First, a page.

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Why Campesino a Campesino? moment Cuba was going through a very critical period. Our urban economy had hit bottom. We started giving workshops & gave people three months to put what they learned into practice”

  • It is an efficient method to transmit knowlege horizontally with potential to join together capacity and mobilization of campesino organization


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Horizontal Teaching & Learning moment Cuba was going through a very critical period. Our urban economy had hit bottom. We started giving workshops & gave people three months to put what they learned into practice”


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  • C a C is a participatory process involving campesinos moment Cuba was going through a very critical period. Our urban economy had hit bottom. We started giving workshops & gave people three months to put what they learned into practice”

  • The most important actor is the promotor—

    a productive leader who experiments, is a teacher, and receiver of knowledge

  • Promotion through practical demonstration, “learning by doing” is the central axis for the process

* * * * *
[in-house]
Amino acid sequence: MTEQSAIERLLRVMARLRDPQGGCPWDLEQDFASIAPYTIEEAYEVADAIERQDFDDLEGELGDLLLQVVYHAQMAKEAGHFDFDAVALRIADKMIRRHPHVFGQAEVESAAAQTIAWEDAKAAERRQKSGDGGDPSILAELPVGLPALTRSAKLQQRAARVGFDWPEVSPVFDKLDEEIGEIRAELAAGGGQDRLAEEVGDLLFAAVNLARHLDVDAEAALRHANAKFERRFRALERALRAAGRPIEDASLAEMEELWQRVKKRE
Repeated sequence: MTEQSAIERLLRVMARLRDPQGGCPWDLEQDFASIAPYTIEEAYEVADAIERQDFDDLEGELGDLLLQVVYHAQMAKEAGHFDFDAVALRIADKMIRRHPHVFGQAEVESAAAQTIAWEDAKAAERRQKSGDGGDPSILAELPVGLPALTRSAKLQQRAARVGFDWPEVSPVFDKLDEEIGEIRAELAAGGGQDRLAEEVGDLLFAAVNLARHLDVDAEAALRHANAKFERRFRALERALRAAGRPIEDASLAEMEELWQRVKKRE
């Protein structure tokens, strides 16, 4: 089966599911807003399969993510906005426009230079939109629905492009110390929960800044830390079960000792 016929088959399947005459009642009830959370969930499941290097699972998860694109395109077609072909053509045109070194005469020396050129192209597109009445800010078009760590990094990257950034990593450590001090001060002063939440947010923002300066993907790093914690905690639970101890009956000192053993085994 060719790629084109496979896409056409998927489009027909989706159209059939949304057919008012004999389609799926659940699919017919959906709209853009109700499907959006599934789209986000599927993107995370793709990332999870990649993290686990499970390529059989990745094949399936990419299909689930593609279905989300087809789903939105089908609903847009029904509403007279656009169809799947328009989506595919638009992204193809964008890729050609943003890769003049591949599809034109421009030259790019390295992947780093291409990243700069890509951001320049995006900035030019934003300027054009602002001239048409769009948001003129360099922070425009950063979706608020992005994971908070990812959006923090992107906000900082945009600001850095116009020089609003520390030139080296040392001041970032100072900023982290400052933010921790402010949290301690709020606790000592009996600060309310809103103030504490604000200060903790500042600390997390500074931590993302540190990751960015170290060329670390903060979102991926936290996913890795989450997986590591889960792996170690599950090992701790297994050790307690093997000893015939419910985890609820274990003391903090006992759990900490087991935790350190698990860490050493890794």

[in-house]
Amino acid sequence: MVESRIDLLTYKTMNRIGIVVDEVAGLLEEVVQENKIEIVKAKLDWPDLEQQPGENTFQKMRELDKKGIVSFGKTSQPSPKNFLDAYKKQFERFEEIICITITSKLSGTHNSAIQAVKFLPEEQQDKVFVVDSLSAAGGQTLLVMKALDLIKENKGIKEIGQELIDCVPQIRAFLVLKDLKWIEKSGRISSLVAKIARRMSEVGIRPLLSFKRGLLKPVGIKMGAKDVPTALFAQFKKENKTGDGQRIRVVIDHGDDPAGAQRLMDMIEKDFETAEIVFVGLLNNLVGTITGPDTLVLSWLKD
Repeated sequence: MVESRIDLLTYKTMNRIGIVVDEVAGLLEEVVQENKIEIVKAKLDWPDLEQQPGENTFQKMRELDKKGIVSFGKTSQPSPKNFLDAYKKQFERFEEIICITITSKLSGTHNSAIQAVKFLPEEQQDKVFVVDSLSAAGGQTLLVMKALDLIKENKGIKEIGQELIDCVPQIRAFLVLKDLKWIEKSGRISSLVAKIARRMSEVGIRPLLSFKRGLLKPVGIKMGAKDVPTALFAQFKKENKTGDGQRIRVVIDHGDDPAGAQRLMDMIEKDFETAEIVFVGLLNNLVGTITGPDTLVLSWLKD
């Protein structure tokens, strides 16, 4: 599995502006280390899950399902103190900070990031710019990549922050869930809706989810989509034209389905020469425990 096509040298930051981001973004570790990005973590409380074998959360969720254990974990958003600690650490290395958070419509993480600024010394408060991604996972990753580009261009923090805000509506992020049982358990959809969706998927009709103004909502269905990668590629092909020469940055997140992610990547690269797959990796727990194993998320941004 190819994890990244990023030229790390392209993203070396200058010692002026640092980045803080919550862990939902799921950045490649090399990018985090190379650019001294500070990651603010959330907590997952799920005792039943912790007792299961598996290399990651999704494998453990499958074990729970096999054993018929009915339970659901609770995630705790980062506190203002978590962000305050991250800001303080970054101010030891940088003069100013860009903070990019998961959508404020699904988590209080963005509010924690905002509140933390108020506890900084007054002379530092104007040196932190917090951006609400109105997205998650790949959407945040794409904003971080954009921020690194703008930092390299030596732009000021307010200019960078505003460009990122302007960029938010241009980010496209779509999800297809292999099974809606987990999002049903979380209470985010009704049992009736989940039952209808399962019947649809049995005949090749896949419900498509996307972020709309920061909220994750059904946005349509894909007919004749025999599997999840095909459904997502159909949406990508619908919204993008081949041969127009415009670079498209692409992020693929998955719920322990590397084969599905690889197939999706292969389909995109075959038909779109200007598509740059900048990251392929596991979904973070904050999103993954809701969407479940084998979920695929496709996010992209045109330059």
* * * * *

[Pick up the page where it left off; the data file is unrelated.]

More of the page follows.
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Campesino a Campesino Program in Cuba moment Cuba was going through a very critical period. Our urban economy had hit bottom. We started giving workshops & gave people three months to put what they learned into practice”

133,052

216 95,000

27 8000


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  • They promote by teaching & demonstrating agroecological techniques

  • Their effectiveness is measured by techniques applied in the promotor’s finca as pedagogical tools & the number of campesinos who apply the tecniques


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Yeikel, 18, Youth Worker by their work and assume a commitment to solidarity with their associates


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How is it Done? by their work and assume a commitment to solidarity with their associates

  • Begin slowly and at a small scale

  • Achieve rapid and recognizable success

  • Limit the introduction of technologies

  • Develop a multiplier effect

  • Workshops as a means to demonstrate methods & techniques


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  • Agroecological knowledge generated is the basis for methodology & dissemination of techniques, but ALSO challenges the centralized, hierarchical structures of formal agriculture


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To take maximum advantage of the resources of the finca by their work and assume a commitment to solidarity with their associates

Production in harmony with the environment